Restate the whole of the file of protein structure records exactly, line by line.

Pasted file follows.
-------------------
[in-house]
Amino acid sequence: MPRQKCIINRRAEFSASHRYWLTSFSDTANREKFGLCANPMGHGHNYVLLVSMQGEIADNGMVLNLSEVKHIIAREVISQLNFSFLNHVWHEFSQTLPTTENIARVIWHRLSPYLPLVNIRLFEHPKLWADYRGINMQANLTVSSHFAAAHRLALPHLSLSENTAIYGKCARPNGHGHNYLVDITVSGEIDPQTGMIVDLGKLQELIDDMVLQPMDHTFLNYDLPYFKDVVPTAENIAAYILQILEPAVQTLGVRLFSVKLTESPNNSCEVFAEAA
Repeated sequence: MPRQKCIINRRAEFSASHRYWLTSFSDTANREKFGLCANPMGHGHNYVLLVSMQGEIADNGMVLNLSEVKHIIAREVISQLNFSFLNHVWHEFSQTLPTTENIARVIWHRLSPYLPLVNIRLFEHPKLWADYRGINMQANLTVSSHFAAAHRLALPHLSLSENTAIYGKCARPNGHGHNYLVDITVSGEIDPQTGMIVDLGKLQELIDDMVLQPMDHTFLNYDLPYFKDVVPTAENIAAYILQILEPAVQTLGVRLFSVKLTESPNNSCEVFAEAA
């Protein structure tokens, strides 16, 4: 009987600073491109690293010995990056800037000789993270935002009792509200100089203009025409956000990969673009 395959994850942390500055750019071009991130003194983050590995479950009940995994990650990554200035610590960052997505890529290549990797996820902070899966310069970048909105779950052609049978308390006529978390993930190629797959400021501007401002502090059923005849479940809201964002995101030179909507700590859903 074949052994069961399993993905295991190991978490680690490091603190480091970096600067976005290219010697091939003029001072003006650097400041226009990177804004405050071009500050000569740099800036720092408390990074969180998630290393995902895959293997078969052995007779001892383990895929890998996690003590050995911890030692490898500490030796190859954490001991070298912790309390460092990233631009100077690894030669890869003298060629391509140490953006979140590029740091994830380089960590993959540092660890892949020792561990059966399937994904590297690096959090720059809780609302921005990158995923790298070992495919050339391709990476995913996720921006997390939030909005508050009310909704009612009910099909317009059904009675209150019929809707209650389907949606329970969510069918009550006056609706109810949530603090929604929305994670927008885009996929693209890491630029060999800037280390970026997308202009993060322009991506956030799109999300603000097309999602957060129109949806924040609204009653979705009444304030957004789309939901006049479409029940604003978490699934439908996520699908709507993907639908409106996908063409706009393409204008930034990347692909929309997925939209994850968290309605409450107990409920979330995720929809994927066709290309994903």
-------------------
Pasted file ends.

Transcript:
[in-house]
Amino acid sequence: MPRQKCIINRRAEFSASHRYWLTSFSDTANREKFGLCANPMGHGHNYVLLVSMQGEIADNGMVLNLSEVKHIIAREVISQLNFSFLNHVWHEFSQTLPTTENIARVIWHRLSPYLPLVNIRLFEHPKLWADYRGINMQANLTVSSHFAAAHRLALPHLSLSENTAIYGKCARPNGHGHNYLVDITVSGEIDPQTGMIVDLGKLQELIDDMVLQPMDHTFLNYDLPYFKDVVPTAENIAAYILQILEPAVQTLGVRLFSVKLTESPNNSCEVFAEAA
Repeated sequence: MPRQKCIINRRAEFSASHRYWLTSFSDTANREKFGLCANPMGHGHNYVLLVSMQGEIADNGMVLNLSEVKHIIAREVISQLNFSFLNHVWHEFSQTLPTTENIARVIWHRLSPYLPLVNIRLFEHPKLWADYRGINMQANLTVSSHFAAAHRLALPHLSLSENTAIYGKCARPNGHGHNYLVDITVSGEIDPQTGMIVDLGKLQELIDDMVLQPMDHTFLNYDLPYFKDVVPTAENIAAYILQILEPAVQTLGVRLFSVKLTESPNNSCEVFAEAA
């Protein structure tokens, strides 16, 4: 009987600073491109690293010995990056800037000789993270935002009792509200100089203009025409956000990969673009 395959994850942390500055750019071009991130003194983050590995479950009940995994990650990554200035610590960052997505890529290549990797996820902070899966310069970048909105779950052609049978308390006529978390993930190629797959400021501007401002502090059923005849479940809201964002995101030179909507700590859903 074949052994069961399993993905295991190991978490680690490091603190480091970096600067976005290219010697091939003029001072003006650097400041226009990177804004405050071009500050000569740099800036720092408390990074969180998630290393995902895959293997078969052995007779001892383990895929890998996690003590050995911890030692490898500490030796190859954490001991070298912790309390460092990233631009100077690894030669890869003298060629391509140490953006979140590029740091994830380089960590993959540092660890892949020792561990059966399937994904590297690096959090720059809780609302921005990158995923790298070992495919050339391709990476995913996720921006997390939030909005508050009310909704009612009910099909317009059904009675209150019929809707209650389907949606329970969510069918009550006056609706109810949530603090929604929305994670927008885009996929693209890491630029060999800037280390970026997308202009993060322009991506956030799109999300603000097309999602957060129109949806924040609204009653979705009444304030957004789309939901006049479409029940604003978490699934439908996520699908709507993907639908409106996908063409706009393409204008930034990347692909929309997925939209994850968290309605409450107990409920979330995720929809994927066709290309994903």